When Josh Rivers was appointed editor of Gay Times a few short weeks ago, it was cause for celebration. He was the UK’s first BAME editor of a gay men’s magazine. He was hired, said Gay Times, to “best serve the magazine’s diverse and culturally inquisitive audience.”Rivers, 31, promised “a monthly journal that speaks to the vast and varied lived experiences of our community – in its entirety.”And then someone Googled him.
NetworkNational Theatre, London★★★★“I’m mad as hell and I’m not going to take it anymore!” That’s the catchphrase of television anchorman Howard Beale who goes from Grand Old Man of the News to yesterday’s news to latter-day prophet and media sensation in the course of Paddy Chayefsky’s 1976 film Network. In the National Theatre’s whizzy new stage production, Bryan Cranston repeats Beale’s maxim with all the hoarse, cracked intensity of Lear on the heath. It is spine-shivering to watch.
Earlier this year, Mackenzie Crook found gold. In an inevitable piece of life imitating art, the creator of the Bafta-winning sitcom Detectorists has taken up metal detecting. He now owns an XP Deus and goes out searching on a piece of farmland, where he turned up a piece of ancient gold jewellery. “It’s in the British Museum now – not on display but they’re researching it.
Muck Rack makes it simple to find people, tweets, or articles that mention any name, keyword, company, hashtag etc. We've compiled this guide to help you make the most of your search.
Selecting a term
Start searching tweets, articles from media outlets, articles mentioned in tweets, journalists'
names, titles and bios with some suggested searches:
Companies or Topics (e.g. iPhone, Microsoft)
Phrases (e.g. "cloud computing") — use quotes to keep the terms together
Twitter handles (e.g. @username) — returns those who have mentioned or replied to
Names (e.g. "David Pogue")
Hashtags (e.g. #sxsw, #london2012)
Bio details (e.g. vegan, Olympics, father)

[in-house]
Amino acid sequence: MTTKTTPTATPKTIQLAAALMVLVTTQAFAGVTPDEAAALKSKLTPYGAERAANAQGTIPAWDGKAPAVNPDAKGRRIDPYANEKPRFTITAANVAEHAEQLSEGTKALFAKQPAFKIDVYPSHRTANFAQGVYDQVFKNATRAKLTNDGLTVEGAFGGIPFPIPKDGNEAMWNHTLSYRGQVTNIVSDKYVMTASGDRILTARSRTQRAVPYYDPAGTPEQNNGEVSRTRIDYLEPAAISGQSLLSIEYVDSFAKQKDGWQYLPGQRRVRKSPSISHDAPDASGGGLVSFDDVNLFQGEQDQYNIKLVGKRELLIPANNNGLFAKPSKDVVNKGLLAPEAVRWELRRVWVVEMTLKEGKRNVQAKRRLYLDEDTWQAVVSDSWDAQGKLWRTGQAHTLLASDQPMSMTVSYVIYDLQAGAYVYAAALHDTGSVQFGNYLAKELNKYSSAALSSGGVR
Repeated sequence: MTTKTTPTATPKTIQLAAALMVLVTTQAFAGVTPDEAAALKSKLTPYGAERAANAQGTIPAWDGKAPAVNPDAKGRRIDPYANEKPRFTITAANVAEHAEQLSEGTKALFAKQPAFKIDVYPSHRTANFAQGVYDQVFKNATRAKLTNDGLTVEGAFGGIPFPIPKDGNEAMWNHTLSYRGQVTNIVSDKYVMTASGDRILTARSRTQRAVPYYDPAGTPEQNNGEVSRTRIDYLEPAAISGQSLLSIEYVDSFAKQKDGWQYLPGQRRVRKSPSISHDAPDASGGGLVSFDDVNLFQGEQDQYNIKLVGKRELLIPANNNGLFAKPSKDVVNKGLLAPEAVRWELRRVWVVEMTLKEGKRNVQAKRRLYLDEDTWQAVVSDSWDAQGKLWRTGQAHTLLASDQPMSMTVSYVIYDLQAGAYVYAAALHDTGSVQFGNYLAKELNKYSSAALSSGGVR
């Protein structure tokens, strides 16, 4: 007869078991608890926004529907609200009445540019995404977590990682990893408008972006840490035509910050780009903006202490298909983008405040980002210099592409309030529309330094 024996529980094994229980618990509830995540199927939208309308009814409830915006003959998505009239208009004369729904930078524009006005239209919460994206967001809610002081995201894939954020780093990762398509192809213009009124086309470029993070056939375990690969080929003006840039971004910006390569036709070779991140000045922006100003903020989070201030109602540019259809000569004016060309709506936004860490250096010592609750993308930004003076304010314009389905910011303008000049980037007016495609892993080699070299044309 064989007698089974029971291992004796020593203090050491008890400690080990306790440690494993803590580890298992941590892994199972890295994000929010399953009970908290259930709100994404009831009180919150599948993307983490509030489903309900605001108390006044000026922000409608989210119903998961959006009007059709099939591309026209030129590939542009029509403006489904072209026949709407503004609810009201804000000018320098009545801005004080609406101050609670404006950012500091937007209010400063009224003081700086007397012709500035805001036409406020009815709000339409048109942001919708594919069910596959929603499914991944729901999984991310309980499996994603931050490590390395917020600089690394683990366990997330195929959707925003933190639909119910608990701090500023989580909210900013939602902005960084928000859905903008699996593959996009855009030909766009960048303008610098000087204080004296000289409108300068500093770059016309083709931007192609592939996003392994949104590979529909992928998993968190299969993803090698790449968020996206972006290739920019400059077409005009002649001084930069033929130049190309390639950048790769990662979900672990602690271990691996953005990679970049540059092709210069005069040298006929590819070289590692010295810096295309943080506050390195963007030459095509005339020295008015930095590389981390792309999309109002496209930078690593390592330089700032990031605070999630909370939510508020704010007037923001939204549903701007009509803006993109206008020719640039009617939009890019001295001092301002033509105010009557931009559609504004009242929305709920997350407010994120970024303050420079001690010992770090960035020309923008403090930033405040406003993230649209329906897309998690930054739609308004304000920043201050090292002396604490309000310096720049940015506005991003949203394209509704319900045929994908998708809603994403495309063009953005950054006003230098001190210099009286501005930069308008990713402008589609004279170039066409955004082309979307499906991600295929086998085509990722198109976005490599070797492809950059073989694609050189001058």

Muck Rack's Advanced Search allows for many boolean operators.
Find results that mention multiple specified terms, use AND or
+. For example, ensure each result contains both Elon Musk and Mark Zuckerberg by
searching Musk AND Zuckerberg or Musk + Zuckerberg.
Use the operators OR or , to broaden your search when you'd like either of
multiple terms to appear in results. (This is the default behavior of our search when no operators
are used). For example, results will contain either cake or cookie by searching cake OR cookie or cake,cookie
Use NOT or - to subtract results from your search. For
example, searching Disney will yield results about the Walt Disney Company as well as Walt Disney
World Resort. To exclude mentions of Disney World, search for Disney -World or Disney
When using one of these operators with a phrase, enclose it in quotation marks. For example, you can
find results about smartphones excluding Apple's iPhone 4S by searching smartphone -"iPhone
Exact case matching or punctuation
If you're searching for a brand name or keyword that relies on specific punctuation marks or capitalization, you can
find results that match your exact query by adding matchcase: before the keyword you're searching for, like matchcase:E*TRADE .
Use parentheses to separate multiple
boolean phrases. For example, to find journalists talking about having fun in Disney World or
Disneyland, search for ("disney world" OR disneyland) AND fun.
An asterisk can be used to search for any variation of a root word truncated by the asterisk. For example, searching for admin* will return results for administrator, administration, administer, administered, etc.
A near operator is an AND operator where you can control the distance between the words. You can vary the distance the near operation uses by adding a forward slash and number (between 0-99) such as strawberries NEAR/10 "whipped cream", which means the strawberries must exist within 10 words of "whipped cream".